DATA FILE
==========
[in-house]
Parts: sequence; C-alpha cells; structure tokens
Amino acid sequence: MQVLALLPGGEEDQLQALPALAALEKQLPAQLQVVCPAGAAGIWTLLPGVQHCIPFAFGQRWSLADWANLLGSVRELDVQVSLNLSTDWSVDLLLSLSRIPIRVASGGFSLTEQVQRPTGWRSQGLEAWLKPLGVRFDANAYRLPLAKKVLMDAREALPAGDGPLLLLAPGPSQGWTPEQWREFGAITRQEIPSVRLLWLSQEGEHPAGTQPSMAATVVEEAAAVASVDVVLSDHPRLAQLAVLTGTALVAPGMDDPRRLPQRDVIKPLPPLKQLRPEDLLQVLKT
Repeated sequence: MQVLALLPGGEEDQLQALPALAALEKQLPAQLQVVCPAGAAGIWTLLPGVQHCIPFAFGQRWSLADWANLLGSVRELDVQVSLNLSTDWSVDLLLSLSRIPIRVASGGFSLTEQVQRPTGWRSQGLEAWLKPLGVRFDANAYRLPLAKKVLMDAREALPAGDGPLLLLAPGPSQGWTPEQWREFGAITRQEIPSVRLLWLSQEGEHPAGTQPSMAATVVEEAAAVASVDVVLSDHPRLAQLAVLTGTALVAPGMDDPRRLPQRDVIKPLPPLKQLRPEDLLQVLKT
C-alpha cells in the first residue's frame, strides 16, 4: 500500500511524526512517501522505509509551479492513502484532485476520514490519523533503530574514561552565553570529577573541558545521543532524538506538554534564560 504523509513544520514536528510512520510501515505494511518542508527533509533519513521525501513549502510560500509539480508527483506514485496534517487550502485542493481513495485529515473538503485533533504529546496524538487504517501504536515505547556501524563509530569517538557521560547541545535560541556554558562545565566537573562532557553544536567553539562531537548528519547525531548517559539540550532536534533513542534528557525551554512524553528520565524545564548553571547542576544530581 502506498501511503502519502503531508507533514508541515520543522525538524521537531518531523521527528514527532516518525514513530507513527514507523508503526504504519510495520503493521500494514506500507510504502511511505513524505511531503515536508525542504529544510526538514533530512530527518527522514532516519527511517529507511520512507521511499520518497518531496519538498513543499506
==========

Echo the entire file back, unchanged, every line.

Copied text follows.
[in-house]
Parts: sequence; C-alpha cells; structure tokens
Amino acid sequence: MQVLALLPGGEEDQLQALPALAALEKQLPAQLQVVCPAGAAGIWTLLPGVQHCIPFAFGQRWSLADWANLLGSVRELDVQVSLNLSTDWSVDLLLSLSRIPIRVASGGFSLTEQVQRPTGWRSQGLEAWLKPLGVRFDANAYRLPLAKKVLMDAREALPAGDGPLLLLAPGPSQGWTPEQWREFGAITRQEIPSVRLLWLSQEGEHPAGTQPSMAATVVEEAAAVASVDVVLSDHPRLAQLAVLTGTALVAPGMDDPRRLPQRDVIKPLPPLKQLRPEDLLQVLKT
Repeated sequence: MQVLALLPGGEEDQLQALPALAALEKQLPAQLQVVCPAGAAGIWTLLPGVQHCIPFAFGQRWSLADWANLLGSVRELDVQVSLNLSTDWSVDLLLSLSRIPIRVASGGFSLTEQVQRPTGWRSQGLEAWLKPLGVRFDANAYRLPLAKKVLMDAREALPAGDGPLLLLAPGPSQGWTPEQWREFGAITRQEIPSVRLLWLSQEGEHPAGTQPSMAATVVEEAAAVASVDVVLSDHPRLAQLAVLTGTALVAPGMDDPRRLPQRDVIKPLPPLKQLRPEDLLQVLKT
C-alpha cells in the first residue's frame, strides 16, 4: 500500500511524526512517501522505509509551479492513502484532485476520514490519523533503530574514561552565553570529577573541558545521543532524538506538554534564560 504523509513544520514536528510512520510501515505494511518542508527533509533519513521525501513549502510560500509539480508527483506514485496534517487550502485542493481513495485529515473538503485533533504529546496524538487504517501504536515505547556501524563509530569517538557521560547541545535560541556554558562545565566537573562532557553544536567553539562531537548528519547525531548517559539540550532536534533513542534528557525551554512524553528520565524545564548553571547542576544530581 502506498501511503502519502503531508507533514508541515520543522525538524521537531518531523521527528514527532516518525514513530507513527514507523508503526504504519510495520503493521500494514506500507510504502511511505513524505511531503515536508525542504529544510526538514533530512530527518527522514532516519527511517529507511520512507521511499520518497518531496519538498513543499506